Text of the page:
By Jean Geran

Trust in His Call: Wait

Nothing is random. At least, this is the conclusion I keep coming to as I get a bit older and ponder what God has done in my life so far. If the Lord knows each sparrow that falls to the ground, surely he is present in all the details, big and small, of the lives of his most valued creation. But what about when the details don’t seem to make sense? What about when I’ve heard from the Lord and stepped out, only to find greater obstacles than ever before? Or even worse, when I’ve not been able to pursue what I believe to be his call at all.

I think my experience is shared by many women who are bright, gifted, hard-working, and wanting to make a difference, i.e., most of The Well’s readers. Our gifts can weigh on us like curses if we don’t feel we are in a position to use them and make a difference. Some of you may be young and just starting your job search. Others may have struggled for years already without finding the right fit for a career or area of service. Still others may have focused on raising a family and now find yourselves wanting to engage other parts of your calling without knowing how. How do you live through these situations—the frustration, anxiety, and confusion? And how about when my “God-given” talents and passion to serve him are seemingly squandered on unrelated jobs, uncomfortable relationships, or unproductive circumstances? Certainly if I am willing and ready to follow what seems to be God’s call, it should not be this difficult or frustrating.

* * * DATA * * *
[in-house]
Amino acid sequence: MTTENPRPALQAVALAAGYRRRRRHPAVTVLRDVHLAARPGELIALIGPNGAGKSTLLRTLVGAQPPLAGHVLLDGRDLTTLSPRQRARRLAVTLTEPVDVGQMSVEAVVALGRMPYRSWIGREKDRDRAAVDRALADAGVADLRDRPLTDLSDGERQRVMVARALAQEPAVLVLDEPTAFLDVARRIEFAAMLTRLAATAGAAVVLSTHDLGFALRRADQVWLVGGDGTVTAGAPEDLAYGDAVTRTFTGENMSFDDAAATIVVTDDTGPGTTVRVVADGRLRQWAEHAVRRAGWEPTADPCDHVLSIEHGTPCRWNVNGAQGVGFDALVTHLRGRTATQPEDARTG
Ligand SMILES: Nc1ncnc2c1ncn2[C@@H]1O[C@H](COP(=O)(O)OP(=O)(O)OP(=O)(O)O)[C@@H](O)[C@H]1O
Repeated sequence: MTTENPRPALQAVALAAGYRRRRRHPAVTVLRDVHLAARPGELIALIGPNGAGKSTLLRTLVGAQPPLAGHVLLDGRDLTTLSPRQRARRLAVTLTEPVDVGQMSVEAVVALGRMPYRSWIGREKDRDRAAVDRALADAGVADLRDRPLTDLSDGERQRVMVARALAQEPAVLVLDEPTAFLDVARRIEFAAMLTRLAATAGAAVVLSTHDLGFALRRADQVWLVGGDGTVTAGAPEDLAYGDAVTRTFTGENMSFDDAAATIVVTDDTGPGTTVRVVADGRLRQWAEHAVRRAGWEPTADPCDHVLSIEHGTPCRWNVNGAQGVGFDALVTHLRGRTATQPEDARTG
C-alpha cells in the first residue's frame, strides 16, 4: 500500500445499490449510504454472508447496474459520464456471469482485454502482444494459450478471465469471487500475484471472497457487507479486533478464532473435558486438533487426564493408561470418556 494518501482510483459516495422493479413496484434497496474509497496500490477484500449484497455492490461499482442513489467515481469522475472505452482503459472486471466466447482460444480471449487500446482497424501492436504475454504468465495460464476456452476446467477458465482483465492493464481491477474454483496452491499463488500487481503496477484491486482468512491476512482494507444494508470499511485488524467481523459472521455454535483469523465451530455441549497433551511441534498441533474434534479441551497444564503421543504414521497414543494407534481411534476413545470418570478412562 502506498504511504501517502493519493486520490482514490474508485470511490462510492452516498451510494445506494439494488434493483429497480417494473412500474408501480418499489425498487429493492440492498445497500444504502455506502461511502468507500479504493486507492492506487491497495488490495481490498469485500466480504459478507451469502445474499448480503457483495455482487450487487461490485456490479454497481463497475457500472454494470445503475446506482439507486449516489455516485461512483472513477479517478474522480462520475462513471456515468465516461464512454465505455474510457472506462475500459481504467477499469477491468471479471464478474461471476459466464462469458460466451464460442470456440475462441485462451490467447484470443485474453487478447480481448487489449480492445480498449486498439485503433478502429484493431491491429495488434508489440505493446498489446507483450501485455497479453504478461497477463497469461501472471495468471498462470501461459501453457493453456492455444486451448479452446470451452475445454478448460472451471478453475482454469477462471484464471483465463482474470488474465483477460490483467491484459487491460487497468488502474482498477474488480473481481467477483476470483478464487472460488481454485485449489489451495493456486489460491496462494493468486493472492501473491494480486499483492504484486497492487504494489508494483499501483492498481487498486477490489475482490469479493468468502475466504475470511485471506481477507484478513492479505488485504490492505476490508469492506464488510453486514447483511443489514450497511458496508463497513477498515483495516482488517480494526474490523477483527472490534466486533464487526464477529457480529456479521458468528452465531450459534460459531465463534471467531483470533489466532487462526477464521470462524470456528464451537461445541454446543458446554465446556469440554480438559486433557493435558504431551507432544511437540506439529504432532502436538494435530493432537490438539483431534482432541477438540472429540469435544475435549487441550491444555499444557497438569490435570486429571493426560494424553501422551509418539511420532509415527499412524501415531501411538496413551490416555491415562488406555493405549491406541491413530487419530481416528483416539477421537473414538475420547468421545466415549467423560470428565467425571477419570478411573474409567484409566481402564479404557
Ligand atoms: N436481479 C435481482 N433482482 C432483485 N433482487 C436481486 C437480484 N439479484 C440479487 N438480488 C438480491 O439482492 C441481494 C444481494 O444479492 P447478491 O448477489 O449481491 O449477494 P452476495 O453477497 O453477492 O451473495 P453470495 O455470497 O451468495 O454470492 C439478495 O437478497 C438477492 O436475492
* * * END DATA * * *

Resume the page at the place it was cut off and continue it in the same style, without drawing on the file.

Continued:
But often it is, at least in the short run. The many glorious things that God has done in my life — even some that I sensed were coming — never happened on my preferred timetable, not once. It seems an infinite God had something to teach me about time. There was purpose in the pain of unfulfilled longings and vocational delays. It has been and always will be about my relationship with him. In my own story, I’ve been slow to understand that God cares more about my relationship with him than what I accomplish or do at any given point. In my journey with Jesus, growing in intimacy with him is more important than my “call.” Much like we are encouraged to lose our life in order to find it, when we stop worrying about fulfilling our callings, I’ve found he does it for us.

I’ve spent (I now say “wasted”) too much time and emotional energy imagining a future based on my current circumstances and emotions, then striving to achieve it. Nothing I have ever imagined for my future has happened as I imagined it. Nothing. But here’s the good news: it’s been much, much better. Relax, you can trust him.